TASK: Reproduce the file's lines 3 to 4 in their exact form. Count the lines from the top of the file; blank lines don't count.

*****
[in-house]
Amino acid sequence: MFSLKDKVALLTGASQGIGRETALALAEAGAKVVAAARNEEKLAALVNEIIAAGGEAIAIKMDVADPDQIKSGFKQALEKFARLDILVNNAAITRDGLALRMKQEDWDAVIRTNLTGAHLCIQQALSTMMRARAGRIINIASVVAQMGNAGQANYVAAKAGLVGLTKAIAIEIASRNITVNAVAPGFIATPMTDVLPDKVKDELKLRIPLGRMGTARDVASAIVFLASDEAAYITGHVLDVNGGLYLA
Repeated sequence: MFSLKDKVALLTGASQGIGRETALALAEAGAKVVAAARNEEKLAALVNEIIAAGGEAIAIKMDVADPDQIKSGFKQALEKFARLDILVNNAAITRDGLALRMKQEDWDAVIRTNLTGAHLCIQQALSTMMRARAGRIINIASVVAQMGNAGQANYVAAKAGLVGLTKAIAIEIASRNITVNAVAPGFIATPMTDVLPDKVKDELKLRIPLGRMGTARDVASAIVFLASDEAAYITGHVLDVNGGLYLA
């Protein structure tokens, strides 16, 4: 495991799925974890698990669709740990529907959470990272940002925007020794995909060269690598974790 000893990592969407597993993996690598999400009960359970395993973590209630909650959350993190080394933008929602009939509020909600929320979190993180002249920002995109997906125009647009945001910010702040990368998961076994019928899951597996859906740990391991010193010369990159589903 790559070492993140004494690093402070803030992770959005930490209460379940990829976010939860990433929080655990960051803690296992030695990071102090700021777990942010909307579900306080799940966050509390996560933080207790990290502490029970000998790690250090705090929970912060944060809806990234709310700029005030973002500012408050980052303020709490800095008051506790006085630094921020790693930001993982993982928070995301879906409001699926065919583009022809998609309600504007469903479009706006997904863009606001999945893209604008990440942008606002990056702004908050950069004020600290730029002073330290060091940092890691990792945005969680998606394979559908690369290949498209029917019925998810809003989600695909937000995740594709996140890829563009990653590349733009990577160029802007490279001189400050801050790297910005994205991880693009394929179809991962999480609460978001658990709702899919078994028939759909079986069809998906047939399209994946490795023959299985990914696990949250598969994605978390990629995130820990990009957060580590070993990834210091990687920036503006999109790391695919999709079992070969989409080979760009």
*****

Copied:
Repeated sequence: MFSLKDKVALLTGASQGIGRETALALAEAGAKVVAAARNEEKLAALVNEIIAAGGEAIAIKMDVADPDQIKSGFKQALEKFARLDILVNNAAITRDGLALRMKQEDWDAVIRTNLTGAHLCIQQALSTMMRARAGRIINIASVVAQMGNAGQANYVAAKAGLVGLTKAIAIEIASRNITVNAVAPGFIATPMTDVLPDKVKDELKLRIPLGRMGTARDVASAIVFLASDEAAYITGHVLDVNGGLYLA
């Protein structure tokens, strides 16, 4: 495991799925974890698990669709740990529907959470990272940002925007020794995909060269690598974790 000893990592969407597993993996690598999400009960359970395993973590209630909650959350993190080394933008929602009939509020909600929320979190993180002249920002995109997906125009647009945001910010702040990368998961076994019928899951597996859906740990391991010193010369990159589903 790559070492993140004494690093402070803030992770959005930490209460379940990829976010939860990433929080655990960051803690296992030695990071102090700021777990942010909307579900306080799940966050509390996560933080207790990290502490029970000998790690250090705090929970912060944060809806990234709310700029005030973002500012408050980052303020709490800095008051506790006085630094921020790693930001993982993982928070995301879906409001699926065919583009022809998609309600504007469903479009706006997904863009606001999945893209604008990440942008606002990056702004908050950069004020600290730029002073330290060091940092890691990792945005969680998606394979559908690369290949498209029917019925998810809003989600695909937000995740594709996140890829563009990653590349733009990577160029802007490279001189400050801050790297910005994205991880693009394929179809991962999480609460978001658990709702899919078994028939759909079986069809998906047939399209994946490795023959299985990914696990949250598969994605978390990629995130820990990009957060580590070993990834210091990687920036503006999109790391695919999709079992070969989409080979760009």